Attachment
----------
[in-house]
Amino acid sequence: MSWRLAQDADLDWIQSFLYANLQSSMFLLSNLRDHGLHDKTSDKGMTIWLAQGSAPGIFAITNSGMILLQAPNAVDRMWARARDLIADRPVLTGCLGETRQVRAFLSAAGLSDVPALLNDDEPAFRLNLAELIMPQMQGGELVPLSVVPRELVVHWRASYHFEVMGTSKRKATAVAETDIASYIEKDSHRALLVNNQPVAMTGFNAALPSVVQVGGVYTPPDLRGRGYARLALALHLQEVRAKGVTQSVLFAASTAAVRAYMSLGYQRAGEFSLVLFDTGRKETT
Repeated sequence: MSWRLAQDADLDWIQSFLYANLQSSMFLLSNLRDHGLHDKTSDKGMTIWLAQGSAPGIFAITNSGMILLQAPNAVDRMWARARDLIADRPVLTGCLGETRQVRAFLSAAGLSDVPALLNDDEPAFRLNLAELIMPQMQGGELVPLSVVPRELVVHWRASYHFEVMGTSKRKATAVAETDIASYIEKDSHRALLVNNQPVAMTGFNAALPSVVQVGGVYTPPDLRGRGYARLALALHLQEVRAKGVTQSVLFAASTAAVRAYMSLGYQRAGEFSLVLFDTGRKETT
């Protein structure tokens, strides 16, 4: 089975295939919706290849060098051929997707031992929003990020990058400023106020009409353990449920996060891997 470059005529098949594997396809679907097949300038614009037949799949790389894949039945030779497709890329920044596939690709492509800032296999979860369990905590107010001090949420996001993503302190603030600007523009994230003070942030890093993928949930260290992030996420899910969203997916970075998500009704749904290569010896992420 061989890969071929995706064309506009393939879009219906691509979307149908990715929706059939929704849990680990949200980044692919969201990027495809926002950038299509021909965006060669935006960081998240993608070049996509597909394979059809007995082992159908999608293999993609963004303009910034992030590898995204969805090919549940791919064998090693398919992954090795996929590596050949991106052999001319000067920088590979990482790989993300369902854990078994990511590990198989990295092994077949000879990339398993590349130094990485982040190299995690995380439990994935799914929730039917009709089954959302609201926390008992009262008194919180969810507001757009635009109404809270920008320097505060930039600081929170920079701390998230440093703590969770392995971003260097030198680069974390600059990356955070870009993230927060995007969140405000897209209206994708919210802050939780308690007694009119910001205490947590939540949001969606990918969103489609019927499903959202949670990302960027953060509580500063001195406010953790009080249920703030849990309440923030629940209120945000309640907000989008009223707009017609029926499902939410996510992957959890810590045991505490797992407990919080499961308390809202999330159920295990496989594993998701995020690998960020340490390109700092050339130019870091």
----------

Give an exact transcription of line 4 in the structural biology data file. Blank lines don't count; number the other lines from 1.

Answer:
């Protein structure tokens, strides 16, 4: 089975295939919706290849060098051929997707031992929003990020990058400023106020009409353990449920996060891997 470059005529098949594997396809679907097949300038614009037949799949790389894949039945030779497709890329920044596939690709492509800032296999979860369990905590107010001090949420996001993503302190603030600007523009994230003070942030890093993928949930260290992030996420899910969203997916970075998500009704749904290569010896992420 061989890969071929995706064309506009393939879009219906691509979307149908990715929706059939929704849990680990949200980044692919969201990027495809926002950038299509021909965006060669935006960081998240993608070049996509597909394979059809007995082992159908999608293999993609963004303009910034992030590898995204969805090919549940791919064998090693398919992954090795996929590596050949991106052999001319000067920088590979990482790989993300369902854990078994990511590990198989990295092994077949000879990339398993590349130094990485982040190299995690995380439990994935799914929730039917009709089954959302609201926390008992009262008194919180969810507001757009635009109404809270920008320097505060930039600081929170920079701390998230440093703590969770392995971003260097030198680069974390600059990356955070870009993230927060995007969140405000897209209206994708919210802050939780308690007694009119910001205490947590939540949001969606990918969103489609019927499903959202949670990302960027953060509580500063001195406010953790009080249920703030849990309440923030629940209120945000309640907000989008009223707009017609029926499902939410996510992957959890810590045991505490797992407990919080499961308390809202999330159920295990496989594993998701995020690998960020340490390109700092050339130019870091």